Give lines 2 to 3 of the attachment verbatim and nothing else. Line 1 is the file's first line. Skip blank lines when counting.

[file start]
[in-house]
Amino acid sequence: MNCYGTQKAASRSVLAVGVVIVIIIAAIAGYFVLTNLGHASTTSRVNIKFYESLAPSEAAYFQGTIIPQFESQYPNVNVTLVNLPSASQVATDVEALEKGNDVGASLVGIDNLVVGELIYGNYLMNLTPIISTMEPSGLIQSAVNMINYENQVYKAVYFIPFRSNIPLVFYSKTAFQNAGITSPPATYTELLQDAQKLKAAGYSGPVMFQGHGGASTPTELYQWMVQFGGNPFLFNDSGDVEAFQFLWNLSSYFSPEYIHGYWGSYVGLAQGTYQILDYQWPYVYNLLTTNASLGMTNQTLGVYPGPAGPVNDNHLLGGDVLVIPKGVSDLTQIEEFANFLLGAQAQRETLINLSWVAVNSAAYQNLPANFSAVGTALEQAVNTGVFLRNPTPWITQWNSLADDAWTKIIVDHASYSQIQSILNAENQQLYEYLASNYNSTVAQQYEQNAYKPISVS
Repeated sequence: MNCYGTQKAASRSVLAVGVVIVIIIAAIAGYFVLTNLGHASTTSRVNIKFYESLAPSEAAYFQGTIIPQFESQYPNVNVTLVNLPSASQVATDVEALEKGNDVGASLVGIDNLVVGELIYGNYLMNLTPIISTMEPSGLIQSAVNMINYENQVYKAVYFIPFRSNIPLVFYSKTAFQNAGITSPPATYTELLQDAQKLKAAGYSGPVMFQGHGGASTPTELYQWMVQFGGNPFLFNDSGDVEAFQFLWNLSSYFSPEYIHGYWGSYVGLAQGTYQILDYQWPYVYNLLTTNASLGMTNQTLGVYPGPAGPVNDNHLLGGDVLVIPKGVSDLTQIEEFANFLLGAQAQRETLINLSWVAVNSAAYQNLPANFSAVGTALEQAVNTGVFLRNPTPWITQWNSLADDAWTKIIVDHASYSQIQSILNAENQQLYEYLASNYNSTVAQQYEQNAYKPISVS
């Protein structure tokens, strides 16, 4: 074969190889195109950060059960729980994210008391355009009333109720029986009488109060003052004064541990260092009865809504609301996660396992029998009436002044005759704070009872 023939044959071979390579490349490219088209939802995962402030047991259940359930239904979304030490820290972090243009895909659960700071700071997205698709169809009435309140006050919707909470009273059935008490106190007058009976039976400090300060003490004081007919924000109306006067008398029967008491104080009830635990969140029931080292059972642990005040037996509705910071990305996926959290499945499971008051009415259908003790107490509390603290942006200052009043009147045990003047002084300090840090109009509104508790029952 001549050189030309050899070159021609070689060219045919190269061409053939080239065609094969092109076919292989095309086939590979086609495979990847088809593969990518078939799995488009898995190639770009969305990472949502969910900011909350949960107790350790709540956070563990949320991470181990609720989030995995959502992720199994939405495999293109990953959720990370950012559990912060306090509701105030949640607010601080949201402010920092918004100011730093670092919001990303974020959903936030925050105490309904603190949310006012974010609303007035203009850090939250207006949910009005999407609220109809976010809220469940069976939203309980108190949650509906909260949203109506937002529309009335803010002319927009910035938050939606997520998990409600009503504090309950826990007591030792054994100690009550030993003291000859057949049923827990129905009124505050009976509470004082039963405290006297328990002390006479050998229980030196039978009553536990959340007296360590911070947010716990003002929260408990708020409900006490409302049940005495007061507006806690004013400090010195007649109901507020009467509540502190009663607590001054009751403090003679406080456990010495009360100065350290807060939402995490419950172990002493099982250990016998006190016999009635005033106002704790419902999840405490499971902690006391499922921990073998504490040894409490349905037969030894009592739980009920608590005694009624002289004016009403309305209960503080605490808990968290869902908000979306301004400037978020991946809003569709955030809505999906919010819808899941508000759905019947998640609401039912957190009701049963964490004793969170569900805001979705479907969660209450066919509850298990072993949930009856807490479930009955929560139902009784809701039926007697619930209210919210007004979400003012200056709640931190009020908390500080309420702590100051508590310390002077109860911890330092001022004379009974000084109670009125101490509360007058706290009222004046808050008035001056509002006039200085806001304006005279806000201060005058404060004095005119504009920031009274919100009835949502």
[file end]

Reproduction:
Amino acid sequence: MNCYGTQKAASRSVLAVGVVIVIIIAAIAGYFVLTNLGHASTTSRVNIKFYESLAPSEAAYFQGTIIPQFESQYPNVNVTLVNLPSASQVATDVEALEKGNDVGASLVGIDNLVVGELIYGNYLMNLTPIISTMEPSGLIQSAVNMINYENQVYKAVYFIPFRSNIPLVFYSKTAFQNAGITSPPATYTELLQDAQKLKAAGYSGPVMFQGHGGASTPTELYQWMVQFGGNPFLFNDSGDVEAFQFLWNLSSYFSPEYIHGYWGSYVGLAQGTYQILDYQWPYVYNLLTTNASLGMTNQTLGVYPGPAGPVNDNHLLGGDVLVIPKGVSDLTQIEEFANFLLGAQAQRETLINLSWVAVNSAAYQNLPANFSAVGTALEQAVNTGVFLRNPTPWITQWNSLADDAWTKIIVDHASYSQIQSILNAENQQLYEYLASNYNSTVAQQYEQNAYKPISVS
Repeated sequence: MNCYGTQKAASRSVLAVGVVIVIIIAAIAGYFVLTNLGHASTTSRVNIKFYESLAPSEAAYFQGTIIPQFESQYPNVNVTLVNLPSASQVATDVEALEKGNDVGASLVGIDNLVVGELIYGNYLMNLTPIISTMEPSGLIQSAVNMINYENQVYKAVYFIPFRSNIPLVFYSKTAFQNAGITSPPATYTELLQDAQKLKAAGYSGPVMFQGHGGASTPTELYQWMVQFGGNPFLFNDSGDVEAFQFLWNLSSYFSPEYIHGYWGSYVGLAQGTYQILDYQWPYVYNLLTTNASLGMTNQTLGVYPGPAGPVNDNHLLGGDVLVIPKGVSDLTQIEEFANFLLGAQAQRETLINLSWVAVNSAAYQNLPANFSAVGTALEQAVNTGVFLRNPTPWITQWNSLADDAWTKIIVDHASYSQIQSILNAENQQLYEYLASNYNSTVAQQYEQNAYKPISVS